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Review
, 3 (3), 1337-62

Muscle as a Secretory Organ

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Review

Muscle as a Secretory Organ

Bente K Pedersen. Compr Physiol.

Abstract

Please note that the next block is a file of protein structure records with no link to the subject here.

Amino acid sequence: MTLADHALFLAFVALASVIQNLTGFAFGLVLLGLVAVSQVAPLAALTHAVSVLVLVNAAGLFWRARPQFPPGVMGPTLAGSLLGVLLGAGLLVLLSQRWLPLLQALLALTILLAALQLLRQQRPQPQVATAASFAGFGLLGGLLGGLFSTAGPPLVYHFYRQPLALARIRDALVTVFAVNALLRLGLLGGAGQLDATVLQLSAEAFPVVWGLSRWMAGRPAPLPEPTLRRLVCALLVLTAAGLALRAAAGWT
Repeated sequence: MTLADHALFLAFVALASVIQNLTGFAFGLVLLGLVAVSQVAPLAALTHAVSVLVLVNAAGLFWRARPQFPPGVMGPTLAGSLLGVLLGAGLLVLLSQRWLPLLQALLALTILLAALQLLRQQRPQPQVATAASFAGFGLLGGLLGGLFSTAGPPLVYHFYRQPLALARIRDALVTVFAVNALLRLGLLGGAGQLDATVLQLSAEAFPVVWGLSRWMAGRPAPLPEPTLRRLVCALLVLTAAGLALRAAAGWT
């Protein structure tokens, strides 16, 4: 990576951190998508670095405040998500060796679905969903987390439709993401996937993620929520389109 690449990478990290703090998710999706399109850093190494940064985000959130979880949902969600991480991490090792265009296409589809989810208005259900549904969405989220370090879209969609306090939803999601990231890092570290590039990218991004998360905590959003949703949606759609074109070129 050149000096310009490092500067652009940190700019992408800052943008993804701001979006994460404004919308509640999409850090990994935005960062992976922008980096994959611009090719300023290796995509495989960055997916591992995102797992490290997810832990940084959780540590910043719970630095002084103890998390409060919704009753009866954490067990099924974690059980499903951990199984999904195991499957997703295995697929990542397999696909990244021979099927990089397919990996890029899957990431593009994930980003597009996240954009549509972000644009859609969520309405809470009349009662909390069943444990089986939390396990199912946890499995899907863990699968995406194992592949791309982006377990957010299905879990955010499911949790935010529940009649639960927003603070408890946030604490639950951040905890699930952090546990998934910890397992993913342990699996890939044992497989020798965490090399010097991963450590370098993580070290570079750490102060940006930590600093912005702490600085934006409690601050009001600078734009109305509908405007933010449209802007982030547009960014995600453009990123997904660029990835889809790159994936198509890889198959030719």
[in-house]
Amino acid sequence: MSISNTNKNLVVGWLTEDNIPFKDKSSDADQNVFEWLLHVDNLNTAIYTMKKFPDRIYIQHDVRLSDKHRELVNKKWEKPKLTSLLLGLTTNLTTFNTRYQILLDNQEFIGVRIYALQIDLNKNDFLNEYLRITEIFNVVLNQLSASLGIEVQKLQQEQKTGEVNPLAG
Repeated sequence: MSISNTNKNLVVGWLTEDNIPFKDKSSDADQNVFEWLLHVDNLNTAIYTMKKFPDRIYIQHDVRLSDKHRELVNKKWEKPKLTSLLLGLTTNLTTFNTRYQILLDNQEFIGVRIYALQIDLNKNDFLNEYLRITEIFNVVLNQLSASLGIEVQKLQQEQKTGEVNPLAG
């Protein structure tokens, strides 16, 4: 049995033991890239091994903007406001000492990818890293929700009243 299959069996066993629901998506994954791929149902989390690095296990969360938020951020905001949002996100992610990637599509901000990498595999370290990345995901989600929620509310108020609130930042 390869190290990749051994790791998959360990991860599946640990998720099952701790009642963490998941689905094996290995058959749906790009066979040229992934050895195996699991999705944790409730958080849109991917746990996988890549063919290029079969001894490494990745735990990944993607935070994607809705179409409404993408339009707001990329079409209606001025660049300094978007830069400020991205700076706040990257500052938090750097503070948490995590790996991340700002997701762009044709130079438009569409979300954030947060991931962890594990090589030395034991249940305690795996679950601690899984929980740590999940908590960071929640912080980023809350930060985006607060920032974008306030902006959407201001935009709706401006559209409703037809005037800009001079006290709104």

Skeletal muscle is the largest organ in the body. Skeletal muscles are primarily characterized by their mechanical activity required for posture, movement, and breathing, which depends on muscle fiber contractions. However, skeletal muscle is not just a component in our locomotor system. Recent evidence has identified skeletal muscle as a secretory organ. We have suggested that cytokines and other peptides that are produced, expressed, and released by muscle fibers and exert either autocrine, paracrine, or endocrine effects should be classified as "myokines." The muscle secretome consists of several hundred secreted peptides. This finding provides a conceptual basis and a whole new paradigm for understanding how muscles communicate with other organs such as adipose tissue, liver, pancreas, bones, and brain. In addition, several myokines exert their effects within the muscle itself. Many proteins produced by skeletal muscle are dependent upon contraction. Therefore, it is likely that myokines may contribute in the mediation of the health benefits of exercise.

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